Friday, August 14, 2015

Memory size with Golang

In the previous post, I complained on the slowness of Golang. It seems that it is because that I requested more memory than the machine has. In the following snippet, by default, 's' is zero-initialized and the program should print only the size of memory, in this case:

memory size is 4000000000

But if the length of array is 500*10^6, the program finds lots of non-zero elements. If the length is one tenth, i.e. 50*10^6, there is no problem. Since my machine is a Macbook air with 4GB DRAM, now I am thinking that Golang has some problem with memory size, but not very sure.

(Update 8/17/2015) This happens the array size is over 2GB.  There is a discussion here.


package main

import (
  "fmt"
  "unsafe"
)

var s [500000000] int

func main () {
  mx := 500000000

  fmt.Println("memory size is", unsafe.Sizeof(s))
  for i:=0; i< mx; i+=1 {
    if s[i] != 0 {
      fmt.Println(i)
    }
  }
}



Project euler memo: Problem 512

Problem 512: Counting the sum of Euler's totient. Basically I did brute-force. At first I tried to do it in  Golang, but it took forever to initialize a prime sieve. Then I did the same thing in C++ and it just takes 40 seconds. Up until 1/10 of the size, Golang does it fast enough.


-----

Congratulations, the answer you gave to problem 512 is correct.
You are the 503rd person to have solved this problem.
-----

Sunday, August 09, 2015

Project euler memo: problem 504

Problem 504:  Counting the number of lattice points in rectangles. It's been 7 months since last time I solved a problem. I chose the easiest problem by difficulty rate. Simple brute force in Python. 5 minutes.
---
(update 8/12)
I re-wrote it in Golang, including the suggestions in the forum. Now it runs in 1.2 seconds.

Saturday, April 25, 2015

Binary search on an array

I read a conference paper lately that has a pseudo code. In the code, there was a binary search and I noticed that the algorithm does not stop. That part in the paper is not very important but I myself confused at first, so I make it clear.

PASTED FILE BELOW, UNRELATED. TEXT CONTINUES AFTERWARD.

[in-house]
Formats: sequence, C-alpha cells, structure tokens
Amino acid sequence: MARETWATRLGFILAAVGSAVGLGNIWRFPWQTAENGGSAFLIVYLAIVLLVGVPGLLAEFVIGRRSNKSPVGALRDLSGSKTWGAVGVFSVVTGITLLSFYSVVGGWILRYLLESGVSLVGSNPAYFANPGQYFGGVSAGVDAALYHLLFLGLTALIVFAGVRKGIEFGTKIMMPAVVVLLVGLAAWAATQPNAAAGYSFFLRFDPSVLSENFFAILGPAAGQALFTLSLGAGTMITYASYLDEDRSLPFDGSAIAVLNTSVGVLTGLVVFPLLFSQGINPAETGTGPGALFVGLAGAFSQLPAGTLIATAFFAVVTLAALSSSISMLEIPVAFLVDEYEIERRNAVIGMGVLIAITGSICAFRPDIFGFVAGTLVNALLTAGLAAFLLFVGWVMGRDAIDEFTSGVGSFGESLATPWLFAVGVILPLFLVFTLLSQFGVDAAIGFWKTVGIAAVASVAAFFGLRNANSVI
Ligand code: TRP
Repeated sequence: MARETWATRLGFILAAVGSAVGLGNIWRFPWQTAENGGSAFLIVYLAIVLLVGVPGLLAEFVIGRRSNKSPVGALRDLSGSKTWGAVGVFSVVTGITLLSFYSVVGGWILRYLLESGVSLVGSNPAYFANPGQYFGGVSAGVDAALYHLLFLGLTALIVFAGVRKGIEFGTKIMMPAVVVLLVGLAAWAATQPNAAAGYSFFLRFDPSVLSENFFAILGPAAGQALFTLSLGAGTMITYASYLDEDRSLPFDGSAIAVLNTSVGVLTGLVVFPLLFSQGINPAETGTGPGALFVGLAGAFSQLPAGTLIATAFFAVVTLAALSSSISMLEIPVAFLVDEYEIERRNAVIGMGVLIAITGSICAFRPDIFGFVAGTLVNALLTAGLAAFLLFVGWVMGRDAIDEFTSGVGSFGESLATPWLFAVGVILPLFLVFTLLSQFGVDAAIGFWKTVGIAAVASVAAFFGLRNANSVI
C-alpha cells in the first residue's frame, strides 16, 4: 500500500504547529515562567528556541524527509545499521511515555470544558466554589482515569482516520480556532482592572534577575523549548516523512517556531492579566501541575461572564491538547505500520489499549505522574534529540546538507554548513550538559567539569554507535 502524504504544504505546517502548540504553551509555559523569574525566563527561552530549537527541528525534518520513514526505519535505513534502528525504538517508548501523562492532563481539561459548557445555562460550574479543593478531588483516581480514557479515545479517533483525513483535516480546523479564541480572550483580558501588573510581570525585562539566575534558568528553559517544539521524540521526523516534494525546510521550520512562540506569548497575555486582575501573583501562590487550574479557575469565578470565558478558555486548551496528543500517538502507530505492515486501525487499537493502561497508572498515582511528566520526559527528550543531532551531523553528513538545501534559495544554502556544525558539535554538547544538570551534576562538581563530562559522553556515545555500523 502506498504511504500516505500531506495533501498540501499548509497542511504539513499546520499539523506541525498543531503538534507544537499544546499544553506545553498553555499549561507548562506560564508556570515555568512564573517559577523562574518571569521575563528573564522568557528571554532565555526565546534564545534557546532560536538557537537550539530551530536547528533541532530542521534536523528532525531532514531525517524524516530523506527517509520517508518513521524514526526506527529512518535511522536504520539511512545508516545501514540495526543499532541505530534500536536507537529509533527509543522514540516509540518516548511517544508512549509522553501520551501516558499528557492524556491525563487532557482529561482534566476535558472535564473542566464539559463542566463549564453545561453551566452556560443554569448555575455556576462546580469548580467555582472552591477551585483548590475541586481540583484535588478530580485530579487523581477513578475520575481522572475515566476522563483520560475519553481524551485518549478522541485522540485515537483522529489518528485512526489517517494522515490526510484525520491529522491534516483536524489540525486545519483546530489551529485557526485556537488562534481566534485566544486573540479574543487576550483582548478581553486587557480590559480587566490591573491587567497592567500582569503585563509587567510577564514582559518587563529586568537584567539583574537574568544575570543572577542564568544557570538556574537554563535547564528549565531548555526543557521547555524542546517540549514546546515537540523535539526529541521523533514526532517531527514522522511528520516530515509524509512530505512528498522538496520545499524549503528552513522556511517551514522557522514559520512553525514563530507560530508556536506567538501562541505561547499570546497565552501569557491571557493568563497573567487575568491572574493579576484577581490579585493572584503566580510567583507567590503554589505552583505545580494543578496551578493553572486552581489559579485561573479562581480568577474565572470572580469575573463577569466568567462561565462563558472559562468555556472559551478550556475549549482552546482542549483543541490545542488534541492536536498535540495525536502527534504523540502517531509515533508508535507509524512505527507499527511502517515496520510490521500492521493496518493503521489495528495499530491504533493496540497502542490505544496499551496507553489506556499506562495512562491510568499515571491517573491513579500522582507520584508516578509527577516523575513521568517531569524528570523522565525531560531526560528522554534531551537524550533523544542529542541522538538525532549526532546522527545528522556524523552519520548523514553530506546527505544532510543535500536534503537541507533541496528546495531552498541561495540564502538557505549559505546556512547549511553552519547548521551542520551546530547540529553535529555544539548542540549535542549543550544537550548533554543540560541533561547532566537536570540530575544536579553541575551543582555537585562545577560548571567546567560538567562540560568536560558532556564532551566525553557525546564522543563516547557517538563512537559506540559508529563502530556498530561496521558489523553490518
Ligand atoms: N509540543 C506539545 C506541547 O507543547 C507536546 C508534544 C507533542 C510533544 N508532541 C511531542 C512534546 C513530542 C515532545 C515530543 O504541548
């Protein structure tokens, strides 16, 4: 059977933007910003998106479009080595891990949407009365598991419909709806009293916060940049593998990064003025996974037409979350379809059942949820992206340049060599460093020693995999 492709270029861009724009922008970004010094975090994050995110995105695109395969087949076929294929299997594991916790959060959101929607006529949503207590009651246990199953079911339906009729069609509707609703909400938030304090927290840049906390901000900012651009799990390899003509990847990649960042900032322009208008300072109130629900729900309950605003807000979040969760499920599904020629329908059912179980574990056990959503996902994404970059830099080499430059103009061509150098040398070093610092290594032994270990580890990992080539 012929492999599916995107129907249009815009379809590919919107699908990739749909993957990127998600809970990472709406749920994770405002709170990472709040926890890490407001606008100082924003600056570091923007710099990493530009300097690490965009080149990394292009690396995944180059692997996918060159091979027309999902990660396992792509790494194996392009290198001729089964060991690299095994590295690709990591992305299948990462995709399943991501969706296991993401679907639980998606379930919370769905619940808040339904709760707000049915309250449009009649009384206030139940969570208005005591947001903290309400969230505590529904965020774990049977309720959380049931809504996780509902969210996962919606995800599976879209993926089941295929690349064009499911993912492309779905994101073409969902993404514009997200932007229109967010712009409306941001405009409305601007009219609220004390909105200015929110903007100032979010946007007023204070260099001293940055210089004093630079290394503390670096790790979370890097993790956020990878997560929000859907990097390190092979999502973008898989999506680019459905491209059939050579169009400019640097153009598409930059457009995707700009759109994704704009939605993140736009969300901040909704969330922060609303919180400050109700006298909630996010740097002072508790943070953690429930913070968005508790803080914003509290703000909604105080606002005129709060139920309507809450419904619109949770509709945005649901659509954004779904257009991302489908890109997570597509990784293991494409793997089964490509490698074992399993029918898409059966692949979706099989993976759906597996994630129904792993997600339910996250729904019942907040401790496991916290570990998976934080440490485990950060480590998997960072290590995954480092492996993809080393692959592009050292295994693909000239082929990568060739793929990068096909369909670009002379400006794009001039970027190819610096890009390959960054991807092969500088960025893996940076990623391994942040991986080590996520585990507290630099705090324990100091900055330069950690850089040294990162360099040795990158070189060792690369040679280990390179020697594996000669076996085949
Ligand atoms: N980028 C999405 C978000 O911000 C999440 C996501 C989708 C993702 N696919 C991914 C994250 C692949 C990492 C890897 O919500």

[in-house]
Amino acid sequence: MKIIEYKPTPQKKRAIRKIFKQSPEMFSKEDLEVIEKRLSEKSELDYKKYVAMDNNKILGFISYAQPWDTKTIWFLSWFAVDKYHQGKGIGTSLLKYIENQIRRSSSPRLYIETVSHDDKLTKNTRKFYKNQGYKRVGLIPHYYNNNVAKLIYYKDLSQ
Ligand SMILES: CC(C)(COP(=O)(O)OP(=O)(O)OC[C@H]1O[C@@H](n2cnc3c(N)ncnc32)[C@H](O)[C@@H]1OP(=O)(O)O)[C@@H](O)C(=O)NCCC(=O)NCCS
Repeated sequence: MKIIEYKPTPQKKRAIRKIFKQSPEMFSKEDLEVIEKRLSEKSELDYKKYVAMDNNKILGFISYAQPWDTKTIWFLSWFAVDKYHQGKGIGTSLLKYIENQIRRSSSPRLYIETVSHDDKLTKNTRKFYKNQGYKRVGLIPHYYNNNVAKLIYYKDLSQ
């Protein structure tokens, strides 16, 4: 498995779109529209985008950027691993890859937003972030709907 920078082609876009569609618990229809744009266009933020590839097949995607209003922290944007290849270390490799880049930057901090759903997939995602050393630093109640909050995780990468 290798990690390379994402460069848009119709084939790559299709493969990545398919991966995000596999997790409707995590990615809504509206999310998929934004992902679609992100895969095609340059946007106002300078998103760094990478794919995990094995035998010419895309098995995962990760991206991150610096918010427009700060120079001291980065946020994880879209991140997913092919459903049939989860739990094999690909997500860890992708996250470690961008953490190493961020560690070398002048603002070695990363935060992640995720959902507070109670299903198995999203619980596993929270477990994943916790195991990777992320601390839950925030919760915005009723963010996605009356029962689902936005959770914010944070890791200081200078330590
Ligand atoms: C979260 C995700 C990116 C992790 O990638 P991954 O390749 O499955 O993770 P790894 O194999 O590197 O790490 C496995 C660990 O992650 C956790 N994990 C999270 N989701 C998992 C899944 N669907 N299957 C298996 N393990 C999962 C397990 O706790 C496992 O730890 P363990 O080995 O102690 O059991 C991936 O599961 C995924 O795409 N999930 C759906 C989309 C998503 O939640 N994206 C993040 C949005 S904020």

I took a look at Knuth's TAOCP and I translated the description into Python:




# search key between [l,u]
# returns -1 on failure
def search1(key, arr):
  l = 0
  u = len(arr)-1

  while l<=u:
    m = (l+u)/2
    if arr[m] == key:
      return m
    elif arr[m] > key:
      u = m-1
    else:
      l = m+1
  return -1




This is simple and it has the case for failure.

What happens if the upper limit is an open end? I re-wrote it in this way.

# search key between [l,u)
# you need to be sure that you have an answer in arr
def search2(key,arr):
  l = 0
  u = len(arr)

  while l+1<u:
    m = (l+u)/2
    if arr[m] > key:
      u = m
    else:
      l = m
  return l

It does not have the case for failure so you need to be careful when you call it. There is a trick to compare l and u this case.

The algorithm in the paper is a mix of these and it does not stop. 



Sunday, January 25, 2015

Project Euler memo: Problem 443

Problem 443: GCD sequence. It's interesting and hard. I don't like it. One minute in Python.

Friday, January 23, 2015

Project Euler memo: Problem 497

Problem 497: Drunken Tower of Hanoi. Relatively easy. 24 minutes in Python.

Monday, January 12, 2015

Project Euler memo: Problem 435

Problem 435: Fibonacci coefficient  polynomials. Straightforward computation of Fibonacci numbers with a little trick on modulo inverse. Less than 0.1 seconds in Python.

Sunday, January 11, 2015

Project Euler memo: Problem 430

Problem 430: Flipping discs. A kind of brute force on N. 10 minutes in Golang. I need to learn in the forum later.

Saturday, January 10, 2015

Project Euler memo: Problem 269

Problem 269: One of the two problems left in the 200s. 3 seconds in Python.

Saturday, December 27, 2014

Project Euler memo: Problem 449

Problem 449: Chocolate covered candy. Easier than I thought. 3 seconds in Python and 0.3 seconds in Golang.